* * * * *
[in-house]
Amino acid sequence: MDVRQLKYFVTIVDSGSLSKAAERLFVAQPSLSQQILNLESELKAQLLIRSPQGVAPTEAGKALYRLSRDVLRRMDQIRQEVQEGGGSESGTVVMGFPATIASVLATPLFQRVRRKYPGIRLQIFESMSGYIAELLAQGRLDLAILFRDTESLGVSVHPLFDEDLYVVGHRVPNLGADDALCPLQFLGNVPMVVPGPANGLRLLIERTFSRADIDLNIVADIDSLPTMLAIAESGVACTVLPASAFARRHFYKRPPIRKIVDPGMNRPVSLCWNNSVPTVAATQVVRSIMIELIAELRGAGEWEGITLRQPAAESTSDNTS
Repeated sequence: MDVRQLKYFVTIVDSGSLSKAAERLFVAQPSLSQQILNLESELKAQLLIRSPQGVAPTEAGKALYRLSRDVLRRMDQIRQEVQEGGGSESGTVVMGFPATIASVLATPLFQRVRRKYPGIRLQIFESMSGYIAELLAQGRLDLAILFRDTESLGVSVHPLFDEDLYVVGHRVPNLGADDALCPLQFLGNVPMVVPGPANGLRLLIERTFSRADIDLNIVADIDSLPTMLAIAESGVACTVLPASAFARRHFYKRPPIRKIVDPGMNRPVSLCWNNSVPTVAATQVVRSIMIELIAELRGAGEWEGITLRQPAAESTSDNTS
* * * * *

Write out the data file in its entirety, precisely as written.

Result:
[in-house]
Amino acid sequence: MDVRQLKYFVTIVDSGSLSKAAERLFVAQPSLSQQILNLESELKAQLLIRSPQGVAPTEAGKALYRLSRDVLRRMDQIRQEVQEGGGSESGTVVMGFPATIASVLATPLFQRVRRKYPGIRLQIFESMSGYIAELLAQGRLDLAILFRDTESLGVSVHPLFDEDLYVVGHRVPNLGADDALCPLQFLGNVPMVVPGPANGLRLLIERTFSRADIDLNIVADIDSLPTMLAIAESGVACTVLPASAFARRHFYKRPPIRKIVDPGMNRPVSLCWNNSVPTVAATQVVRSIMIELIAELRGAGEWEGITLRQPAAESTSDNTS
Repeated sequence: MDVRQLKYFVTIVDSGSLSKAAERLFVAQPSLSQQILNLESELKAQLLIRSPQGVAPTEAGKALYRLSRDVLRRMDQIRQEVQEGGGSESGTVVMGFPATIASVLATPLFQRVRRKYPGIRLQIFESMSGYIAELLAQGRLDLAILFRDTESLGVSVHPLFDEDLYVVGHRVPNLGADDALCPLQFLGNVPMVVPGPANGLRLLIERTFSRADIDLNIVADIDSLPTMLAIAESGVACTVLPASAFARRHFYKRPPIRKIVDPGMNRPVSLCWNNSVPTVAATQVVRSIMIELIAELRGAGEWEGITLRQPAAESTSDNTS